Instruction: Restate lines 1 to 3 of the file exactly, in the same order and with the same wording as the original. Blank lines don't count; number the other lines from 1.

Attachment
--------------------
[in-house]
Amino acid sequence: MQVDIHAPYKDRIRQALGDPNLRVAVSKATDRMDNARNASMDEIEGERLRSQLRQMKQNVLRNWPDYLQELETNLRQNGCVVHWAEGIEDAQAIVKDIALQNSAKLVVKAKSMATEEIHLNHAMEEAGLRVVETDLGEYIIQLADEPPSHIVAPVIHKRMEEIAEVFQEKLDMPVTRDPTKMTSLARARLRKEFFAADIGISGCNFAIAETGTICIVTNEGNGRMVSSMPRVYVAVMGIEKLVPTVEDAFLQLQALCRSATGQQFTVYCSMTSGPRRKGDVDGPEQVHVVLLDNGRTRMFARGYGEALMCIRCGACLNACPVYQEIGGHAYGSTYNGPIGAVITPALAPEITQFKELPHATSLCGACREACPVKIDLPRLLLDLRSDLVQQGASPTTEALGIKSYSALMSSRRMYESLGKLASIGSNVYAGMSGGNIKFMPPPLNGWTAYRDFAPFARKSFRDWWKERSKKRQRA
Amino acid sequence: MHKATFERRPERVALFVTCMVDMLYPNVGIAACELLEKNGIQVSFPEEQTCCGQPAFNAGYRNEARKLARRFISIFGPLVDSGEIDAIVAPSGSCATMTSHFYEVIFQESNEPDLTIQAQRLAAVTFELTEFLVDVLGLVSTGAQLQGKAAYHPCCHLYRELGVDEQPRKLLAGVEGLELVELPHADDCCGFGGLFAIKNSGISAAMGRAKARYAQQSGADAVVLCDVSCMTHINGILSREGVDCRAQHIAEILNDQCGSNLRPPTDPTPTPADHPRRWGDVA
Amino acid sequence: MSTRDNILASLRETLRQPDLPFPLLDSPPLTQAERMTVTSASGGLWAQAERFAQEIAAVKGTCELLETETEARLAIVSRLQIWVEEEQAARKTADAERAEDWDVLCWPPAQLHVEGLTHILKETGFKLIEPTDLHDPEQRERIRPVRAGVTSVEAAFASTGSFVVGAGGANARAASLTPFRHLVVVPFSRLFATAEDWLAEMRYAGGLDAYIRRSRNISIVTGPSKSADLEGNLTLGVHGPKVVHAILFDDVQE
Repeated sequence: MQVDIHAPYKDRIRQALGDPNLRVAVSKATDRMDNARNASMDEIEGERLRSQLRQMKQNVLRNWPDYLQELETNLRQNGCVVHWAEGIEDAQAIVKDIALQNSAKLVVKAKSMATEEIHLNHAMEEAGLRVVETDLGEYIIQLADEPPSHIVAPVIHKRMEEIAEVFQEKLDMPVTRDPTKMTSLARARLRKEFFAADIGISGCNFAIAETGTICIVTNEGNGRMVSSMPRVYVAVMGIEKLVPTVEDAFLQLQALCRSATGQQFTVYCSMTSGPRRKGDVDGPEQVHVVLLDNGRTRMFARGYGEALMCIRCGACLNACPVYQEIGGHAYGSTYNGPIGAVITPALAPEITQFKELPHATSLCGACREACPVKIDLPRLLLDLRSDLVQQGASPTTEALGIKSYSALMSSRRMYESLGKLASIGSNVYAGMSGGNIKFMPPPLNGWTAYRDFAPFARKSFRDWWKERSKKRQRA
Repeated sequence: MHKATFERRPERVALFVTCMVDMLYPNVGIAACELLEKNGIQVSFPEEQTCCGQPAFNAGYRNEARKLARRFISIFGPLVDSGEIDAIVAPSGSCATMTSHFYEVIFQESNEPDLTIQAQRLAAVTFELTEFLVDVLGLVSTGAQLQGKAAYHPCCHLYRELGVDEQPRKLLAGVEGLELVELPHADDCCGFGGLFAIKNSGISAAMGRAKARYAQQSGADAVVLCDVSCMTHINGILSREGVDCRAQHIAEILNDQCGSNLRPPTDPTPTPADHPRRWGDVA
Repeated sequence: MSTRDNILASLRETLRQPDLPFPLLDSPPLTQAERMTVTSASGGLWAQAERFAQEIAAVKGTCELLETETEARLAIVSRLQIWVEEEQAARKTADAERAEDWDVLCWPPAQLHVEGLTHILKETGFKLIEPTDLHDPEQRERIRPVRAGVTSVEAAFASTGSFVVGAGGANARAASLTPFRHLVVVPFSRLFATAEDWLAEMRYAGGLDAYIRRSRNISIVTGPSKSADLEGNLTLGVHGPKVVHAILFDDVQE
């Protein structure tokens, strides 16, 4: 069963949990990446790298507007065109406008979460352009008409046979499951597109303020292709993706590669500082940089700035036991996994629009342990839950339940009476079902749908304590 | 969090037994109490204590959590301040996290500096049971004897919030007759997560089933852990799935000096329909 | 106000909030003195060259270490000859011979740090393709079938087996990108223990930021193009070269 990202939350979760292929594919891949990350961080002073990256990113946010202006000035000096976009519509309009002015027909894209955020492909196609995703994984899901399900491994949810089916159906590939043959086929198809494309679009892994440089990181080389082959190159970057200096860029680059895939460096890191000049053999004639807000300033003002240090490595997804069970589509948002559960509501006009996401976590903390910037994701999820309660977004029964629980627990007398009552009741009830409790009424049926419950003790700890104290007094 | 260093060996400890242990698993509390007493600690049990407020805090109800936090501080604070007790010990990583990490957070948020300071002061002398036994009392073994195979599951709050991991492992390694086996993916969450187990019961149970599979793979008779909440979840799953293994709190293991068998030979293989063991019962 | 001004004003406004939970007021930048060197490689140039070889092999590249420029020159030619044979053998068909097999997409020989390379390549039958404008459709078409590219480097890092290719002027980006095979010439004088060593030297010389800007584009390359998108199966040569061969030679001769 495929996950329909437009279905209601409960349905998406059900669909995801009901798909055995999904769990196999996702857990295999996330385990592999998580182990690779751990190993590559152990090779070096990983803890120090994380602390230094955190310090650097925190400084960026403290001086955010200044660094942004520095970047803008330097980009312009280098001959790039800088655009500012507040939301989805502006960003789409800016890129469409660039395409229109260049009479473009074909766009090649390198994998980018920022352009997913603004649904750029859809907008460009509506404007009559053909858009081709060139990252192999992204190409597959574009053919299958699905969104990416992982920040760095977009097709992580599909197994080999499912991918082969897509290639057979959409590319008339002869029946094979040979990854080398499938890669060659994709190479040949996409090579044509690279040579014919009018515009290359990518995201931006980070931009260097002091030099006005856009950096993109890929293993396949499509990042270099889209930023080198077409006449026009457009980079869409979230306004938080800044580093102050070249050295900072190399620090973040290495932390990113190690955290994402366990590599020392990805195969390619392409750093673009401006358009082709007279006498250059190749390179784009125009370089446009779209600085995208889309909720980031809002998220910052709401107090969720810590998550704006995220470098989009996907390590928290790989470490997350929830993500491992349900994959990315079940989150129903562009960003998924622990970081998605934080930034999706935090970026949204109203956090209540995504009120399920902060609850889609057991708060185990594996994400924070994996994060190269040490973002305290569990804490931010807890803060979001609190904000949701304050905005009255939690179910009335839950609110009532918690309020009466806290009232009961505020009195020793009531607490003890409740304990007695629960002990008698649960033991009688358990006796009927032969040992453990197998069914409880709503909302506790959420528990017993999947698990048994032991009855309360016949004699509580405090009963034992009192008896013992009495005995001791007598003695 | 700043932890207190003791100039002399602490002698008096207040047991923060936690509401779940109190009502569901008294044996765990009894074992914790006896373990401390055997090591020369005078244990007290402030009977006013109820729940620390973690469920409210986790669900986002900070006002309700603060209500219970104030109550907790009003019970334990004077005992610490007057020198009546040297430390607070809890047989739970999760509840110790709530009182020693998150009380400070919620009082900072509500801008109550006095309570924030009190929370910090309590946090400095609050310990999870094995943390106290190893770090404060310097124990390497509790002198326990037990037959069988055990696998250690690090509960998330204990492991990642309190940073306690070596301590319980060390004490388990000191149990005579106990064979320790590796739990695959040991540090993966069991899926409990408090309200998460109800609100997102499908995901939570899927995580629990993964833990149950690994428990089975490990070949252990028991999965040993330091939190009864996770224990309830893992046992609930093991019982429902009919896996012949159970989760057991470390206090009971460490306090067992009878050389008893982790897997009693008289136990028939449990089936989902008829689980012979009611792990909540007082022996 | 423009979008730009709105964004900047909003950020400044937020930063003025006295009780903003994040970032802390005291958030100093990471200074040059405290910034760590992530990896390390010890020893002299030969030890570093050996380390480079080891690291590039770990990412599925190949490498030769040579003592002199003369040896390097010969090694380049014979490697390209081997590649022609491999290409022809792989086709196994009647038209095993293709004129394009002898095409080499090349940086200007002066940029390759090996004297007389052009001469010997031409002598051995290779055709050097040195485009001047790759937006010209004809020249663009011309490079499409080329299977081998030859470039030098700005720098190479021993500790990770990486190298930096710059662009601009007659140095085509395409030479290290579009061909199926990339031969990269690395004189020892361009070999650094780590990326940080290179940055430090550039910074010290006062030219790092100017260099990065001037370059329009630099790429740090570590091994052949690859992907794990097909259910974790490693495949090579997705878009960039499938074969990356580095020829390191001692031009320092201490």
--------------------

[in-house]
Amino acid sequence: MQVDIHAPYKDRIRQALGDPNLRVAVSKATDRMDNARNASMDEIEGERLRSQLRQMKQNVLRNWPDYLQELETNLRQNGCVVHWAEGIEDAQAIVKDIALQNSAKLVVKAKSMATEEIHLNHAMEEAGLRVVETDLGEYIIQLADEPPSHIVAPVIHKRMEEIAEVFQEKLDMPVTRDPTKMTSLARARLRKEFFAADIGISGCNFAIAETGTICIVTNEGNGRMVSSMPRVYVAVMGIEKLVPTVEDAFLQLQALCRSATGQQFTVYCSMTSGPRRKGDVDGPEQVHVVLLDNGRTRMFARGYGEALMCIRCGACLNACPVYQEIGGHAYGSTYNGPIGAVITPALAPEITQFKELPHATSLCGACREACPVKIDLPRLLLDLRSDLVQQGASPTTEALGIKSYSALMSSRRMYESLGKLASIGSNVYAGMSGGNIKFMPPPLNGWTAYRDFAPFARKSFRDWWKERSKKRQRA
Amino acid sequence: MHKATFERRPERVALFVTCMVDMLYPNVGIAACELLEKNGIQVSFPEEQTCCGQPAFNAGYRNEARKLARRFISIFGPLVDSGEIDAIVAPSGSCATMTSHFYEVIFQESNEPDLTIQAQRLAAVTFELTEFLVDVLGLVSTGAQLQGKAAYHPCCHLYRELGVDEQPRKLLAGVEGLELVELPHADDCCGFGGLFAIKNSGISAAMGRAKARYAQQSGADAVVLCDVSCMTHINGILSREGVDCRAQHIAEILNDQCGSNLRPPTDPTPTPADHPRRWGDVA